The threat landscape in the second half of 2023 is dominated by AI and Android spyware


The threat landscape was very busy in the second half of 2023, according to cybersecurity vendor ESET.

In his Threat Report: H2 2023the firm recorded numerous significant cybersecurity incidents between June and November 2023, a period dominated by AI-related malicious activities and the emergence of new Android spyware.

According to The reporta new economy emerged around OpenAI API keys and the ChatGPT name during this period, attracting legitimate participants and cybercriminals alike.

ESET telemetry in the second half of 2023 blocked more than 650,000 attempts to access malicious domains whose names include the string “chapgpt” or similar text in an apparent reference to the chatbot ChatGPT.

“While most of the blocks occurred in June, the following months saw website visitors encounter a steady stream of malicious domains superficially offering OpenAI services,” the report said.

Read more: Cybercriminals are hesitant to use generative AI

Increase in spyware when SpinOk SDK is released

ESET Telemetry reported a significant increase in Android spyware detections, increasing by 89% in the second half of 2023 compared to the previous period.

This is because a significant number of legitimate Android apps are starting to behave like

Spyware in H2. According to ESET researchers, the reason is a third-party software development kit (SDK) identified by the company as SpinOk Spyware.

“Surprisingly, this SDK has been integrated into many legitimate Android apps, many of which are available on official app markets. As a result, SpinOk Spyware climbed to seventh place in the Top 10 Android Detections for H2 2023, becoming the most prevalent type of spyware for the period – almost a third of all spyware detections observed by ESET telemetry were made of SpinOk,” the researchers wrote. .

Lukáš Štefanko, Senior Malware Researcher at ESET, commented: “The SpinOk case reminds app developers of the need to be careful when deciding to incorporate third-party technology into their apps. It’s common for developers to be approached by third-party technology providers, but it’s crucial to evaluate these technologies thoroughly to ensure they are secure and suitable for their applications.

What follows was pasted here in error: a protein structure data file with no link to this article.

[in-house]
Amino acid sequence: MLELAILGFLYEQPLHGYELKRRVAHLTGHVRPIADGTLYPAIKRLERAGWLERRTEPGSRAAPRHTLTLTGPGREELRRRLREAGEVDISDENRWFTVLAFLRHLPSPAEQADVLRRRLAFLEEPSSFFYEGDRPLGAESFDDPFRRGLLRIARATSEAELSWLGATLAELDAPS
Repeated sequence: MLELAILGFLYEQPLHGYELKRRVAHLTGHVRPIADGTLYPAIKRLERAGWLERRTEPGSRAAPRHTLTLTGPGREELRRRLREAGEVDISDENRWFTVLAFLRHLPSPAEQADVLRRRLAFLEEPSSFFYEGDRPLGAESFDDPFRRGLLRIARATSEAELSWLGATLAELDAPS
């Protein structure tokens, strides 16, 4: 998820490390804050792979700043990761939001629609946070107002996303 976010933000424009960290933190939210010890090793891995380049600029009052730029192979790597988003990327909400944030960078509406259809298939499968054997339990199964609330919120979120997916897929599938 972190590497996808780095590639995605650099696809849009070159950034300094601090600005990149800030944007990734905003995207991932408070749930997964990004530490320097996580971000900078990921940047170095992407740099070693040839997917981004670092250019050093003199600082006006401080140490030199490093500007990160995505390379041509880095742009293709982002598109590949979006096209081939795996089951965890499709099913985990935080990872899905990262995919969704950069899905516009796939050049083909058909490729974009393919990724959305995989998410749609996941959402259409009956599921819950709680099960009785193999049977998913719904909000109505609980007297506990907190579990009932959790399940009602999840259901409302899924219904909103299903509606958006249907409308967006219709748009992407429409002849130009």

“Ensuring the security of an SDK involves a series of steps, starting with a thorough investigation into the reliability of the vendor. This involves understanding the functionality of the SDK, reviewing its documentation, and, if possible, examining the source code for possible anomalies,” he added.

Štefanko also provided specific recommendations to prevent this type of threat. These include:

  • Conduct a test in a secure environment before integrating an SDK into applications to evaluate its behavior and performance
  • Use static analysis tools to uncover unwanted behaviors and potential vulnerabilities
  • Keep an eye on network traffic to spot any unexpected data transfers
  • Analysis of your own applications after an integration test with the third-party SDK considered
  • Check if the SDK or its provider has security certifications or audits
  • Get feedback from forums or developer groups on said SDK

The MOVEit ripple effect is still felt

The MOVEit supply chain attack had a significant ripple effect throughout the second half of the year. According to cybersecurity vendor Emsisoft, the hack affected nearly 2,700 organizations at the time of writing.

This is one of the most significant events of the second half of the year, ESET observed.

Jakub Souček, another senior malware researcher at ESET, said the MOVEit hack was one of the biggest stories in 2023.

“It was not just the scale of the campaign that made it so significant,” he commented, “but also the technical skill of the Clop gang who were behind the attack. These threat actors demonstrated that they could discover a new zero-day vulnerability, weaponize it, and wait for the opportune moment to deploy it.

“In 2024, we expect many of the trends described to continue, with today’s major players focusing on expanding their affiliate programs. By employing other cybercriminals in their schemes, big families will limit the space for new competitors to emerge,” he added.

No Trend in Cryptocurrency Threat

Other highlights observed by ESET included Magic cart e-commerce cyberattacks, botnets such as Internet of Things (IoT)-specific Mozi and Android TV boxes, Pandora, and a rapidly emerging cryptostealer called Lumma Stealer.

Finally, ESET noted that the growing value of Bitcoin has not been accompanied by a corresponding increase in cryptocurrency threats, a departure from past trends.

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